believe. How many characters are on the famous album cover Sgt Paper’s Lonely Hearts Club Band Of the Beatles? You can give an estimate with the naked eye, say, between 40 and 60. Now, imagine that a computer vision algorithm makes its decision and declares 70. Chances are you will fall for specialization. From the program. Three researchers in information systems management at the University of Georgia in the United States conducted a series of such experiments to show that people actually followed a response provided by an algorithm rather than a third party, which Want to help you His article appeared in the Journal’s Scientific Reports on April 13, 2021 Nature.
A computer program is not tired, never shows sick, has no bias and remains rational under all circumstances. It is, in any case, more or less conscious on these arguments, that this belief rests. All the more so as to count as neutral when it comes to an operation.
A hypothetical algorithm trained on 5,000 images
The team designed three experiments based on the same principle: asking participants recruited from the online platform Amazon Mechanical Turk to evaluate the number of people present in the ten photographs, ranging from the simplest (15 people) to the most difficult (5,000 People) practice till. Participants give a number. Researchers then present two estimates, one considered from the algorithm, the other being an average of estimates given by 5,000 others. And researchers ask participants whether they stick to their initial response or rely on one of the two suggestions.
Participants know only one thing about the algorithm: it was trained based on 5,000 images. But they do not know what this database is, who the developers are, how efficient the algorithm is. “We didn’t really use an algorithm to generate suggestions, we just pretended, the same For estimates from other people “, Specifies Science and future Eric Bogert, teacher-researcher and co-author of this research.
For the first experiment, a group of 530 people was divided into two parts. One benefited from algorithm evaluation, the other from human estimation. The result is clear: in the first half, they are 11% higher than the second to revise their estimate. And when the exercise gets complicated, with an increase in the number of people in photos, people who rely on algorithms are 14.6% more likely than those who rely on human suggestions.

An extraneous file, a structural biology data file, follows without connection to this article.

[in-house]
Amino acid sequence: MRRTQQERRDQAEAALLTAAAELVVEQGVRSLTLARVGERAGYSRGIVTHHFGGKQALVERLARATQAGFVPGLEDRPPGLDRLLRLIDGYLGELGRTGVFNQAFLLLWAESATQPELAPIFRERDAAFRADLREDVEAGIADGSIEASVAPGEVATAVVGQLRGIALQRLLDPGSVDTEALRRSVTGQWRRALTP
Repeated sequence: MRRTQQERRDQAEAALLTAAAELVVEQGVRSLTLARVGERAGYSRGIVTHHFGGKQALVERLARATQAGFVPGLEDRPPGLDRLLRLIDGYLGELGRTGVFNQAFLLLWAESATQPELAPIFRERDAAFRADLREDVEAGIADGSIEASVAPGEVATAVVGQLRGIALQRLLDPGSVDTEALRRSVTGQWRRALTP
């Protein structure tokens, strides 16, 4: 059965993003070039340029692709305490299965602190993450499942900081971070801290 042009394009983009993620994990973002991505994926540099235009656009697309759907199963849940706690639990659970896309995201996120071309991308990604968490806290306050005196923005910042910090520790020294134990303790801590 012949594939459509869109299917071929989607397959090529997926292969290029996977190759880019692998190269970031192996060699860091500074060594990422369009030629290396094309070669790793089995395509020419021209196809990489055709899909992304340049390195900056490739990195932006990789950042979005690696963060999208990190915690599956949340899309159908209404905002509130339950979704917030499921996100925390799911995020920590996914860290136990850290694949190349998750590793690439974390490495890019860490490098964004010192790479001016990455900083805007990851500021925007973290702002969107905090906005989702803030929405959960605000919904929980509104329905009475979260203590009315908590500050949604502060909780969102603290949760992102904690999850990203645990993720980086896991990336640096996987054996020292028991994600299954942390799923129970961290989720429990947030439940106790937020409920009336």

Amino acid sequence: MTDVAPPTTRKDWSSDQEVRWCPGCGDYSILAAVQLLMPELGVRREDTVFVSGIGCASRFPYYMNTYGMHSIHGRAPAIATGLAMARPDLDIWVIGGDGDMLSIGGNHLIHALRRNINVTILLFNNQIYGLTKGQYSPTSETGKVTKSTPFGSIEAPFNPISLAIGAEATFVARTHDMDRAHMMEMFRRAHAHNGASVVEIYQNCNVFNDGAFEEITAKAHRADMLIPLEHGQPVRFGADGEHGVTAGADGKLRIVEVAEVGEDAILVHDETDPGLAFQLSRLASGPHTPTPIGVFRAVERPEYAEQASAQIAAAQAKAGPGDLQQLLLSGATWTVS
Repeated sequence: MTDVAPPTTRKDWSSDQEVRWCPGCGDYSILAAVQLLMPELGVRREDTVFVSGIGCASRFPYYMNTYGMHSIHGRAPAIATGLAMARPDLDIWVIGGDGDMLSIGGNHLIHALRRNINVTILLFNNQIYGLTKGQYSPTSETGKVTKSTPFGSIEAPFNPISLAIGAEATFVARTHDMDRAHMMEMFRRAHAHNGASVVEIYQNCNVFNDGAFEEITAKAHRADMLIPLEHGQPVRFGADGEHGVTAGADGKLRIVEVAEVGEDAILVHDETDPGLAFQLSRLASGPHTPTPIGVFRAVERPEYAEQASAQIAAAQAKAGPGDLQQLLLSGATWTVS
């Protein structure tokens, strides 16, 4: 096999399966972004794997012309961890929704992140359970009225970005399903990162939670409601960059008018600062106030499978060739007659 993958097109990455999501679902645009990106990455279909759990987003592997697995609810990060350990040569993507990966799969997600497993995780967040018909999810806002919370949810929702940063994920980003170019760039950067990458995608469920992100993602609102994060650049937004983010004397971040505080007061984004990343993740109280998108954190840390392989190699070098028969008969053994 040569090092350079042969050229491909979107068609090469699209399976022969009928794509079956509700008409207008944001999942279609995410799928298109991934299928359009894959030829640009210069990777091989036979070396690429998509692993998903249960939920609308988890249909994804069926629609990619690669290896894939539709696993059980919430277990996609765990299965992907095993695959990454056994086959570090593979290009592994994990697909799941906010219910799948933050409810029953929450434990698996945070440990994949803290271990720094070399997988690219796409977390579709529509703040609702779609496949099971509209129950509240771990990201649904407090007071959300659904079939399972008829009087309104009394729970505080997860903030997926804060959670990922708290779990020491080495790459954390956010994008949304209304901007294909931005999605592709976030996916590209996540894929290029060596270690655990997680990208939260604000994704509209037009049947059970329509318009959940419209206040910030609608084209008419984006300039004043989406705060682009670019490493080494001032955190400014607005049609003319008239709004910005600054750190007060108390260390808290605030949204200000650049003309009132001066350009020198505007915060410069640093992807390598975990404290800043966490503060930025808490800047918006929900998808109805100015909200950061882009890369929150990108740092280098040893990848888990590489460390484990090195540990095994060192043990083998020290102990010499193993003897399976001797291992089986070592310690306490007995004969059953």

The second experience is for 514 other participants. This time everyone has received two estimates, an algorithm for 5 photos and a human for 5 others. “Results reinforce those of first experience”, Write the researchers in your article. “Algorithm appreciation has a clear effect But this effect is entirely due to dependence on algorithms when it comes to difficult-to-solve problems. “
The quality of the algorithm advice put to the test
“For these two Prior experience, the suggestions given always correspond to the correct number of people in the image, calculated by the database editor, Eric Bogert This bias Allowed us not to depend on the performance of the algorithm. “
On the other hand, it is a variable of the quality of the suggestion that is tested in the third experiment. The researchers again divided the participants into two groups, which received algorithm-generated feedback and those that received one from others. Within each group, half of the suggestions were correct, with the other half having a 100% exaggerated rating (exactly twice the number of people in a picture). In other words: the error of evaluation was almost obvious.
However, once again, the belief in the algorithm is confirmed. However, with more nuances. The participants who choose to rely on the algorithm are higher when the program gives the correct answer than when it returns incorrect. More interesting: the difference between the number of people who rely on the wrong proposition and those who follow the correct answers is greater when it comes to the algorithm’s suggestion. “Topics over-penalize algorithms for bad advice”, Prepares the team.
As theoretical, this work refers to the use of algorithms in real cases. For example, if I plan to buy a house, I will compare it to my friends, who tell me about the places where I should live. [un site d’immobilier], Which uses an algorithm, will tell me that such and such a house is “for me”. Similarly, Spotify recommends new music for me to discover, and so do my friends ”, Eric Bogert Description.
This research shows an extreme confidence in these tools, a belief in their effectiveness when involved in a complex task, even though they may impact on the survival of some people. It is also not certain that an algorithm will be able to distinguish that there are 71 characters on an abundant cover. Sgt Paper’s Lonely Hearts Club Band.